By several financial metrics, private companies appear to be well positioned to take on additional debt, according to recent data from Sageworks, a financial information company. But whether they are finding willing lenders or are even willing to borrow may be another story.
Sageworks’ latest Private Company Report shows that private companies, on average, are less likely to default than they were a year ago. The average probability of default for private companies that filed annual statements between November 2012 and April 2013 was 4.1%, compared with 5.1% in the comparable year-ago period. The probability of default is the likelihood that a company will be unable to meet its financial obligations over the next 12 months. A default could include a borrower being 90 days past due on a loan, a loan being placed in a nonaccrual status, a write-down on the obligation, a troubled-debt restructuring or a bankruptcy.
“The improvement in default rates, coupled with healthy sales and profitability show that private companies may be well positioned to borrow,” said Sageworks chairman Brian Hamilton.
Interest coverage is stronger, on average, and ratios of debt to liabilities, to equity and to earnings before interest, taxes, depreciation and amortization (EBITDA) are each lower than a year earlier for private companies, on average, Sageworks data shows.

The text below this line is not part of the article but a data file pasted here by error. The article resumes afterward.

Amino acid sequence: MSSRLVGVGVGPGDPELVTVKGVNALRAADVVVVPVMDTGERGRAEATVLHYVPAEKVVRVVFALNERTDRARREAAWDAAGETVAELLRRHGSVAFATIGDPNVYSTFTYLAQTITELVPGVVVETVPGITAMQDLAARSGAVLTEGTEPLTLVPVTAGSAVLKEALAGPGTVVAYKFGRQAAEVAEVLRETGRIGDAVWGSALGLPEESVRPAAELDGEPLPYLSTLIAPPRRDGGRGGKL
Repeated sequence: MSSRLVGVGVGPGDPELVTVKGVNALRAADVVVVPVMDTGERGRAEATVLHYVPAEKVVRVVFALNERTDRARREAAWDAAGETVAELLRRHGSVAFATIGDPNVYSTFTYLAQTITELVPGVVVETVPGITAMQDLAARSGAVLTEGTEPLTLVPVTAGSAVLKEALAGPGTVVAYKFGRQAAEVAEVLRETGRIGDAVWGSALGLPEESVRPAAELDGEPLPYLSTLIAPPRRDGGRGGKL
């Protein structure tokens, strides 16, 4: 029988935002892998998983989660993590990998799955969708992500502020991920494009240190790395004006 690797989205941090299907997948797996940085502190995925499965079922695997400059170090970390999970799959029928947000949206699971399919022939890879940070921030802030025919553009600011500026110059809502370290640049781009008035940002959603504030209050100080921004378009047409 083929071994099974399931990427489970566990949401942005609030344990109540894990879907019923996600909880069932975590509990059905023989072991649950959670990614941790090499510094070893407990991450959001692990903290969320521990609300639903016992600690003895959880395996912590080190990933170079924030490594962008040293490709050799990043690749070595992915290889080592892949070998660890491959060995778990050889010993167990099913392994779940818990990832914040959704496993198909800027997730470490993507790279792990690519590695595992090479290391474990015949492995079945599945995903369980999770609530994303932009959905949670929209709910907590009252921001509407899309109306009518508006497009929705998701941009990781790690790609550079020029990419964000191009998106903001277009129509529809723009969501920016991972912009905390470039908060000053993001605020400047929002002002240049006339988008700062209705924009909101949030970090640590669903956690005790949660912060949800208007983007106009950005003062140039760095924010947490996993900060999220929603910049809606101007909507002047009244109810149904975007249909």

Meanwhile, private companies are posting annual sales growth of about 10% and profit margins are near 7%, according to the Private Company Report. (Net profit margin has been adjusted to exclude taxes and include owner compensation in excess of their market-rate salaries — adjustments commonly made to private-company financials in order to provide a more accurate picture of the companies’ operational performance.)
Even though commercial and industrial loans have been increasing in the U.S. as a whole, not all companies are finding financial institutions have loosened credit standards or terms.
To read the full Sageworks data release click here.